In any community, people become ill and require access to health care facilities and treatment. Regardless of the nature of the health issue, the health outcomes depend to a large degree on individuals’ ability to access health care services. Unfortunately, in our community Gulu, due to low incomes per household, women and children are deprived of a chance to attain even the basic health care services. Uganda has one of the worst healthcare records in the world, but with development of community initiatives like karin and training of village health teams are bringing life-saving services to hundreds of people like Margaret in Gulu.

Monpe Margaret, 70 years, is struggling with an epileptic daughter who happens to be a mother of three and a widow. “My life has been difficult while struggling for food and water all the time.” Says Margaret, “Seeing these children at home without school fees and no money for treatment breaks my heart.” She adds. “Thanks to KARIN, I now get medicine at an affordable price through Community health insurance which has improved our lifestyles.”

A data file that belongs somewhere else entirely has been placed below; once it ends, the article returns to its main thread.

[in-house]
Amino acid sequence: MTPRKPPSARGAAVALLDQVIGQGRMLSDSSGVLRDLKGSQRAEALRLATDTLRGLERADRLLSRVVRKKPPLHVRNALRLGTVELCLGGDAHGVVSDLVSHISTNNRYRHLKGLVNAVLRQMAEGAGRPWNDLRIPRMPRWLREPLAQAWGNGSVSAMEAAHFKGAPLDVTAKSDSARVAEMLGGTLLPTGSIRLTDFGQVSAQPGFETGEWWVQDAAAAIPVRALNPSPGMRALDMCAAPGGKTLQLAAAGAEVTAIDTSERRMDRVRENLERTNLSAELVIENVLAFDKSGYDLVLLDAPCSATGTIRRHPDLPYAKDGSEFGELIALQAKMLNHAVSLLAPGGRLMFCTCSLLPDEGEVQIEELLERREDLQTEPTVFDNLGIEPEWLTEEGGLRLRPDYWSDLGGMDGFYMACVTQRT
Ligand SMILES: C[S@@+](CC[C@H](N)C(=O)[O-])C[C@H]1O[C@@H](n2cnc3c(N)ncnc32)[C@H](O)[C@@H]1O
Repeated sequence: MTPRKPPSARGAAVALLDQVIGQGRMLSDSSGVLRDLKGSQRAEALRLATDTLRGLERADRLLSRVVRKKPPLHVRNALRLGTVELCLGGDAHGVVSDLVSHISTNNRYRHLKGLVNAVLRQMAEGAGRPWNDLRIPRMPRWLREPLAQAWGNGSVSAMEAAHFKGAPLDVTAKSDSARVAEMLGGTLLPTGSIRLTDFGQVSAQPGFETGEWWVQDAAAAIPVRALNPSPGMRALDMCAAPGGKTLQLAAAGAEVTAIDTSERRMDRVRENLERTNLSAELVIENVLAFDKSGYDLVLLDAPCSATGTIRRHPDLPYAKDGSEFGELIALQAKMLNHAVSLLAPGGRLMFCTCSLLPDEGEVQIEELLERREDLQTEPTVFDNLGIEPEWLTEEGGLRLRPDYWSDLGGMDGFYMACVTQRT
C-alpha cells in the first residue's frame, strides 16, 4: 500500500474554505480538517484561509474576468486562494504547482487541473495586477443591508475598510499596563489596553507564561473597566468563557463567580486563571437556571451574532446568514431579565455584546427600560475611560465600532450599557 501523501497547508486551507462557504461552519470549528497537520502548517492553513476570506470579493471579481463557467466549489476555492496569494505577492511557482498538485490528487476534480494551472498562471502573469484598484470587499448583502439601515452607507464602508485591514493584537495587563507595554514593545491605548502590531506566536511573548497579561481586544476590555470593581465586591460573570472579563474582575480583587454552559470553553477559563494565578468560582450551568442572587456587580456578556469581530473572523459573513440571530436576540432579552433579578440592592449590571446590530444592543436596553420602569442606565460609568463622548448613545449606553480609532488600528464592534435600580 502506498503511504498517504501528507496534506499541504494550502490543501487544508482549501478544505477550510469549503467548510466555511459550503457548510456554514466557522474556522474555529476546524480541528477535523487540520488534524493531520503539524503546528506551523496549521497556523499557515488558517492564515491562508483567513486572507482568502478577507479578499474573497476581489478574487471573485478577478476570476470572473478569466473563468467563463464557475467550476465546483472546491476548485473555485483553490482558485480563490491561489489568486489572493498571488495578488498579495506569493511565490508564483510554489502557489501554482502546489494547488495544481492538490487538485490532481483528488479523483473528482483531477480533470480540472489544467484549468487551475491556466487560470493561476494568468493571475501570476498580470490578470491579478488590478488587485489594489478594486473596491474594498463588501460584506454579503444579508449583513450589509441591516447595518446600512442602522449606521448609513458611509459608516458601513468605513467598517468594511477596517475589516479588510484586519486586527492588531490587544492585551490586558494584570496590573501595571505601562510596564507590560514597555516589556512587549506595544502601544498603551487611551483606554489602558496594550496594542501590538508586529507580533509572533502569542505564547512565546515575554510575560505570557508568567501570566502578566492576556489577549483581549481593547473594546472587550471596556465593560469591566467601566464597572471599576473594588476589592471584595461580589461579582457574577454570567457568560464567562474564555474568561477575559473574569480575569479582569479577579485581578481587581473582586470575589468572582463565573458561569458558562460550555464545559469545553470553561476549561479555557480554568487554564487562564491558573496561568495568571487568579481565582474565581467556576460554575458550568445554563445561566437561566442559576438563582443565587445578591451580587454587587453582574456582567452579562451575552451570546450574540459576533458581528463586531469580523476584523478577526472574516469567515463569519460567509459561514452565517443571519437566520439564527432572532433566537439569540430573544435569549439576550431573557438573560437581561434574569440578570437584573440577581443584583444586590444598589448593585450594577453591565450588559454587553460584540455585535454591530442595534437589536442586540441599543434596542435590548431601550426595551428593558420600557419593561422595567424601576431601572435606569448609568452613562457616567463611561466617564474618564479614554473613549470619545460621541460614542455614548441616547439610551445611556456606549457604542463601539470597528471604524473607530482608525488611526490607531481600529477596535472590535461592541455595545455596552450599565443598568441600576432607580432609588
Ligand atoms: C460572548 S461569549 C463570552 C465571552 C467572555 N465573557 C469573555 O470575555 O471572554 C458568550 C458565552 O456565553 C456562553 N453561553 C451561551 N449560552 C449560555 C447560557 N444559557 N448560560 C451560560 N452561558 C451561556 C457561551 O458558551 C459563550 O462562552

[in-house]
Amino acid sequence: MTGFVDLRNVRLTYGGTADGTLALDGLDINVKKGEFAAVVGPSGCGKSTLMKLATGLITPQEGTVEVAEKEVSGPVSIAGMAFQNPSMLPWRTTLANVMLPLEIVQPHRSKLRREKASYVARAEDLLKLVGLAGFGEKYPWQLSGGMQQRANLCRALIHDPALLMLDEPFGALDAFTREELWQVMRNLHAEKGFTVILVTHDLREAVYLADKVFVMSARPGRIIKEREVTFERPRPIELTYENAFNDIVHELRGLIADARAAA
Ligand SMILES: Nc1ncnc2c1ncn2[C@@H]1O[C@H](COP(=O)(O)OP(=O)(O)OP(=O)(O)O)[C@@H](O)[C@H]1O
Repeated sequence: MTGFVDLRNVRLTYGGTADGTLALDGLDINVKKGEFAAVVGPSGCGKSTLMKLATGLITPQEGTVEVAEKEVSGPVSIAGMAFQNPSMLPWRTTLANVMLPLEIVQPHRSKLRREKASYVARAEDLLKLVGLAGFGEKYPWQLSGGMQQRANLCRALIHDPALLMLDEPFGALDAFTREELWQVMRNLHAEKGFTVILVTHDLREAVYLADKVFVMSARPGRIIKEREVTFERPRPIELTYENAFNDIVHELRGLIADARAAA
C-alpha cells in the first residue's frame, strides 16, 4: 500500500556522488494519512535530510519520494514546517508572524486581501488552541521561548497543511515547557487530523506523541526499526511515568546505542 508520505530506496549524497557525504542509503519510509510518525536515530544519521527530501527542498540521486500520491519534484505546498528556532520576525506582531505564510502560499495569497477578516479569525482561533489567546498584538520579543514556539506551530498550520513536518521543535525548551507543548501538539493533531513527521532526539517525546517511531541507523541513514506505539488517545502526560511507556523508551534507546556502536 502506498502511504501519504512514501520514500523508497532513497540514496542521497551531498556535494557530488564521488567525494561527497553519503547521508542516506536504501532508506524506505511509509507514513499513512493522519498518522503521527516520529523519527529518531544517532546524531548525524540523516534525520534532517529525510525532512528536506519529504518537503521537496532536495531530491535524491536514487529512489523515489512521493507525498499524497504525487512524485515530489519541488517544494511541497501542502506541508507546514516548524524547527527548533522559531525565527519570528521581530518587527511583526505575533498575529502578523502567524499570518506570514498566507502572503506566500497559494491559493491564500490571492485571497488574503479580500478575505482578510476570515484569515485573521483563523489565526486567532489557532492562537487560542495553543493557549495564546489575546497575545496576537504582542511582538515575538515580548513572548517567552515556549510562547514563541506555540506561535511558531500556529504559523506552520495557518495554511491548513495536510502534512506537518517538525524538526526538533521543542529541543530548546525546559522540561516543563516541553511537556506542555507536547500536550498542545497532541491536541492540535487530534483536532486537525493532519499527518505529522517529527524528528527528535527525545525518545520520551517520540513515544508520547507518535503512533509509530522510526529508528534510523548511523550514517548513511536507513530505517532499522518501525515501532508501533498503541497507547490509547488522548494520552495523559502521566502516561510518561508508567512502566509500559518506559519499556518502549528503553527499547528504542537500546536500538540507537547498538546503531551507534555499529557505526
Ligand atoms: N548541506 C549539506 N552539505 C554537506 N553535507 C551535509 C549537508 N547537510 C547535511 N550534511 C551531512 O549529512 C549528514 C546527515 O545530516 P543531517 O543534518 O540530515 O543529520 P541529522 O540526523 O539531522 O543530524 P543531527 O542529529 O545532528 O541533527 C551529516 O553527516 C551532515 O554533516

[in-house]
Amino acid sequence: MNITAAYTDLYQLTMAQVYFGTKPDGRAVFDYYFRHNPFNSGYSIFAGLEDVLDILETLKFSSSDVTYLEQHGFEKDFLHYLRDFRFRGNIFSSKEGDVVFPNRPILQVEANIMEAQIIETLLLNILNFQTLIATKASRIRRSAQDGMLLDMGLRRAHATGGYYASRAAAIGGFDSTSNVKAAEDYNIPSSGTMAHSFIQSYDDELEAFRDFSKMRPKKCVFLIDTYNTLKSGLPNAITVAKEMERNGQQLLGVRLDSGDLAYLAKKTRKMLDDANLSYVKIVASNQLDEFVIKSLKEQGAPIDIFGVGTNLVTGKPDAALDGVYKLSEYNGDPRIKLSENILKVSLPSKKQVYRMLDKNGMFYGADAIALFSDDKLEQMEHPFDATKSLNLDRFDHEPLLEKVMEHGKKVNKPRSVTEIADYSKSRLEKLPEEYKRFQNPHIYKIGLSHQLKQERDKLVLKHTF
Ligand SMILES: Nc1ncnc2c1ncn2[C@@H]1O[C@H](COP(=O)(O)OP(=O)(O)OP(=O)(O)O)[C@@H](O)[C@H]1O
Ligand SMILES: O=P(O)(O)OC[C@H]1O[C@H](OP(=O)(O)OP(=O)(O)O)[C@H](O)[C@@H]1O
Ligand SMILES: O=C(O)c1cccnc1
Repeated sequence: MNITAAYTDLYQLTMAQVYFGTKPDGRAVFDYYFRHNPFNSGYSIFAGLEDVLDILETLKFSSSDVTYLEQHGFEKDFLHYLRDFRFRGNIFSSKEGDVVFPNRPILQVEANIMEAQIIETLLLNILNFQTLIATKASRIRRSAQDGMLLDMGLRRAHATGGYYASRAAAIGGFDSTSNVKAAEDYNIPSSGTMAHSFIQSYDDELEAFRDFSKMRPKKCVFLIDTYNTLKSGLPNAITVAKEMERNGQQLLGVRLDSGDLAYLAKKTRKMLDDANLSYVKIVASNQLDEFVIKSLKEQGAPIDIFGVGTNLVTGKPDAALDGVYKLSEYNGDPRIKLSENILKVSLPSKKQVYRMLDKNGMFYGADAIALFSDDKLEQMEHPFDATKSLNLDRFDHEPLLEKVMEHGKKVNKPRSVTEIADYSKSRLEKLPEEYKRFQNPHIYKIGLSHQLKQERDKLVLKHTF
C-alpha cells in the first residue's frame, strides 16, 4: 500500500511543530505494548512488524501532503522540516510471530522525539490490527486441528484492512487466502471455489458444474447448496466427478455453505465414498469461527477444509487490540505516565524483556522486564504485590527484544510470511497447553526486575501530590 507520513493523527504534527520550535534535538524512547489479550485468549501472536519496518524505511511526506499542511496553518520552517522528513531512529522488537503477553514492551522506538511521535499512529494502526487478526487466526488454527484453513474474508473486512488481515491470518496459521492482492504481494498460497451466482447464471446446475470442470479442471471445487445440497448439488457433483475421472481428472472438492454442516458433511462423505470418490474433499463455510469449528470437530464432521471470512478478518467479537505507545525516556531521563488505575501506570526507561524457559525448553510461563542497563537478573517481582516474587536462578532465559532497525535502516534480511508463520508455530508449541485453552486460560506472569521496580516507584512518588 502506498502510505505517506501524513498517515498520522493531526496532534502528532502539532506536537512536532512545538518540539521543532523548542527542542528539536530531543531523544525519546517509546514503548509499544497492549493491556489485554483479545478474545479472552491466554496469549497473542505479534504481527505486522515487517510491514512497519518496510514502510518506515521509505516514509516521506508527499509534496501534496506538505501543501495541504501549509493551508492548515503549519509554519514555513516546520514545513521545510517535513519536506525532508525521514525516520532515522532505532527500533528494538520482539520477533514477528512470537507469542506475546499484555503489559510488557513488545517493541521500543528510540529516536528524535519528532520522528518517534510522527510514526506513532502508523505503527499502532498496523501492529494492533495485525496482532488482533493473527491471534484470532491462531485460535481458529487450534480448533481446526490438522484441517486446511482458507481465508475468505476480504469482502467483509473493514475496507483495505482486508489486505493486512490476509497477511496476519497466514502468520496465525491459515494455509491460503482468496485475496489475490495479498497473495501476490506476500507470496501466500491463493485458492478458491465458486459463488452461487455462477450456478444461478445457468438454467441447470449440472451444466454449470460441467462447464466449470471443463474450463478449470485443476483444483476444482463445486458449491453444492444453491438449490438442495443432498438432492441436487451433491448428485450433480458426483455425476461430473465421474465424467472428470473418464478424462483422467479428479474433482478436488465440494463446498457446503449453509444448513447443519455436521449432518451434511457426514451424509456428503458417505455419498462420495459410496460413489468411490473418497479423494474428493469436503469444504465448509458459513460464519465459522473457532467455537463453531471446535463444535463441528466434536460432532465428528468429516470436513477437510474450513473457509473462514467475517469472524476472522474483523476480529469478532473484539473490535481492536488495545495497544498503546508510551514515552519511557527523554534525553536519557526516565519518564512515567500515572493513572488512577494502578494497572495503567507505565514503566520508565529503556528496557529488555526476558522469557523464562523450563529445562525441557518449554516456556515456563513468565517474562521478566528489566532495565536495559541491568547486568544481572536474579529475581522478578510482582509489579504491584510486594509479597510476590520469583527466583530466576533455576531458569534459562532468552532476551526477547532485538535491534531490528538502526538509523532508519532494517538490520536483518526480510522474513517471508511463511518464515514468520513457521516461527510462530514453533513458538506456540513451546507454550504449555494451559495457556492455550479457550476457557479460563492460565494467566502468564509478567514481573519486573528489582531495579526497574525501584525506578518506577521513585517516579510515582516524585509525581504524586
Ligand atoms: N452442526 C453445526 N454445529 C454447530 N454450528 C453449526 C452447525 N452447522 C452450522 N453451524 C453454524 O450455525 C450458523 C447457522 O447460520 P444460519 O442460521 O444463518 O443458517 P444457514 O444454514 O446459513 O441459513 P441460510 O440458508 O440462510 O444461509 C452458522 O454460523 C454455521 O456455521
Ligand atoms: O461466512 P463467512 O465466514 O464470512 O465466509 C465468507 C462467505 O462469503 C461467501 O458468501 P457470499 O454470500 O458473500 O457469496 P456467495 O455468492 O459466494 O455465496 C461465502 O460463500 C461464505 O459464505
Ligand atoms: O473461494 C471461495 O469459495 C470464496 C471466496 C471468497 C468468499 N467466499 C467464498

Talk to locals in Gulu, Northern Uganda, about what worries them most in life and the answer will probably be their health and the health of their family. Look at the statistics and it’s easy to see why. Despite record investment over the past five years, Uganda’s healthcare performance is still ranked as one of the worst in the world by the World Health Organisation. The country is ranked 186th out of 191 nations.

When KARIN started operations in 2001, serious external challenges emerged with increasingly poor and erratic drug distribution, lack of trained medical staff and equipment. As years have gone by, it is clear that hitting the ambitious health targets set in 2007 will not be easy.

However, there have been some notable achievements. and thanks to partners like you, our newly constructed maternity ward at Unyama Health facility and Community Health insurance scheme are being welcomed by the community and now means that more than 1000 people can easily access maternity services as well as simple but potentially life-saving diagnostic tests for HIV, malaria, Typhoid and tuberculosis at affordable prices.